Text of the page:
Finding SA’s Most Beloved Pizzas, One Slice at a Time

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Cover illustration by Zane Thomas
  • Cover illustration by Zane Thomas

"Pizza is a lot like sex... when it's bad, it's still pretty good."

Well, we beg to differ. Bad pizza is bad. We’ve all had it by now, either by our own hands or someone else’s, and we’re solely talking about pies at this point, but bad pizza happens. Which makes good and great pizza a thing to celebrate.

Our food writers pitched in with their favorites for just about every category, be it late-night ‘za to fanciful pies for special nights out to neighborhood favorites.

We also explored long-time institutions to learn the secret to their success and we give tips on how not to order at Urban Bricks Pizza Co.

We’re not ones to suggest taking pizza to bed (Do you want ants? Because that’s how you get ants), but we recommend making these pies more than just friends.

If You Insist on Deep Dish...

Trilogy Pizza & Wine Bistro: Nestled deep in the Stone Oak area is Trilogy, a classy restaurant that has been a staple of the northern community for 10 years. It started out as a pizza joint serving two styles, classic Italian, and a signature deep dish. If you’re looking for the Chicago style, Trilogy’s won’t disappoint. The cooking time is 25 minutes, but it’s worth it. As your pizza arrives at the table, piping hot, your mouth drools as you divide the pizza, watching strings of cheese stretch from the pie to your plate. The crust is nice and crispy, offering contrast to the delicious center. Since opening Trilogy has added the opportunity to visit the restaurant on a budget, offering up a great happy hour (and reverse happy hour) and a lunch buffet for $7.75. 19141 Stone Oak Pkwy., Suite 113, (210) 404-1818. — Erin Winch

Find Late Night Slices...

Sulla Strada Pizza:  There’s something downright magical about a cheesy, wonderful slice of heaven — I mean, pizza — at 1 a.m. This is even truer after a night of drinking. Alas, San Antonio is not exactly known as the city of late-night dining. Many local pizza joints are closed come midnight, but that doesn’t mean you have to forgo your pizza cravings past the witching hour.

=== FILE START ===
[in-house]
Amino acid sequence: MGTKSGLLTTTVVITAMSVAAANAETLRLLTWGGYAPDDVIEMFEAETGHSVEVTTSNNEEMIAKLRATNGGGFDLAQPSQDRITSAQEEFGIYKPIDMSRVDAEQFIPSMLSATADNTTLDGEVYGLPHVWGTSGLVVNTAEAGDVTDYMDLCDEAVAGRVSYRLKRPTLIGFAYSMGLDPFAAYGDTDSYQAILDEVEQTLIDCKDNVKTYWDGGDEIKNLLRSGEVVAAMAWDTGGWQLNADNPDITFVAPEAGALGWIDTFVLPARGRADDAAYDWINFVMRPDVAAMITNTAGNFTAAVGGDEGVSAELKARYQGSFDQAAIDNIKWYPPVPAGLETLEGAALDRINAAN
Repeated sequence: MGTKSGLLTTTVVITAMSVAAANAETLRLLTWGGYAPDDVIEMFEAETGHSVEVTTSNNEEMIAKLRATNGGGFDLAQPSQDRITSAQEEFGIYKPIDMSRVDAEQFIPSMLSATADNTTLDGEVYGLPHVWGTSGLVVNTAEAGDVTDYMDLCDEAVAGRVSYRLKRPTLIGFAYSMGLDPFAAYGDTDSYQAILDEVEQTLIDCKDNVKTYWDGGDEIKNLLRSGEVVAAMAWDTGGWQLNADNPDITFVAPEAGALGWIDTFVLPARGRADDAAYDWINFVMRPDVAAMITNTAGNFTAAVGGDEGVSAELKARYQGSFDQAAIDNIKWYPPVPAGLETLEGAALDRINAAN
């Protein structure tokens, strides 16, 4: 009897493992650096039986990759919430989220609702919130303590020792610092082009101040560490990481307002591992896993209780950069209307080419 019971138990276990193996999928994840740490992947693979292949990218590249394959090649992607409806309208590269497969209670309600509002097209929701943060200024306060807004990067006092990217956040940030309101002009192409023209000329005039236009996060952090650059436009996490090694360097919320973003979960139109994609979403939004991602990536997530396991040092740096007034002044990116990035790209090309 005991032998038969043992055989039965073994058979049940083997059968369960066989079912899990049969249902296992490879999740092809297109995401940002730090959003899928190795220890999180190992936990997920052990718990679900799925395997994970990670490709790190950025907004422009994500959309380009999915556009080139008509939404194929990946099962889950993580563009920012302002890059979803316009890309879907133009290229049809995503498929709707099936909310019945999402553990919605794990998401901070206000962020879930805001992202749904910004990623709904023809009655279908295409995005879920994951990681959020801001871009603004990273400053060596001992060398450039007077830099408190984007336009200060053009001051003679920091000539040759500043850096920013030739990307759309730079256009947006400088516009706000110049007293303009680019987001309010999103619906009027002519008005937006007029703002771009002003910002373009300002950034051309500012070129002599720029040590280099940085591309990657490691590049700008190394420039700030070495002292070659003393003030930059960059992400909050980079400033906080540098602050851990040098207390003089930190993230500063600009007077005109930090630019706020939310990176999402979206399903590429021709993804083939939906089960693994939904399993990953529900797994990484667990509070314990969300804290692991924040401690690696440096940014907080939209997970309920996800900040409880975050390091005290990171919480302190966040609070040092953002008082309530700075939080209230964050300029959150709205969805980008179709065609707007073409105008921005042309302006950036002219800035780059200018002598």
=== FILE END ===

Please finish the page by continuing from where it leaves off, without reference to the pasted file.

Enter Sulla Strada, a food truck typically located at Alamo Eat Street Bar. Sulla Strada is only open Thursday through Sunday, but their hours are night-owl friendly. Thursday and Sunday the food truck is open from 5 p.m. ‘til midnight, and Friday and Saturday their hours extend ‘til 2 a.m. Sulla Strada’s pizza is damn good, too. Their menu is concise and contains all the staples, from pepperoni to a classic margherita. The cheese pizza is tantalizing and anything but basic, thanks to the whole cloves of garlic nestled atop cheese that’s just greasy enough. Each pie is $12, made fresh to order and definitely worth the wait. 609 S. Alamo St. — Alexis Barnhart

Pizza That’s Just as Good Right Out of the Fridge…

Guillermo’s: There’s no doubt about it: Guillermo’s pizza is a San Antonio staple. Flavorful and fresh, their pizza is popular for a reason. It’s so good that sometimes you can’t help but order an 18-inch pie, loaded with toppings … all for one.

No matter how much you love pizza, sometimes you can’t finish that cheesy XL pepperoni and mushroom all by yourself. Of course you’ll eat the leftovers, because pizza is always good. But while some pizza may get soggy, floppy, or stale if it isn’t eaten immediately, Guillermo’s holds up after a couple days in the fridge. Nothing beats fresh pizza, but their leftovers are honestly just as good. Guillermo’s fresh toppings, gooey cheese, and chewy hand-tossed crust make their pies ridiculously good, whether fresh, straight outta the fridge, or microwaved a day or two later.

So go ahead, live your best life and get a large pizza for one person. Heck, order two. You know it’ll still be good tomorrow. 618 McCullough Ave., (210) 223-5587. — AB

Travel to Italy on a Budget...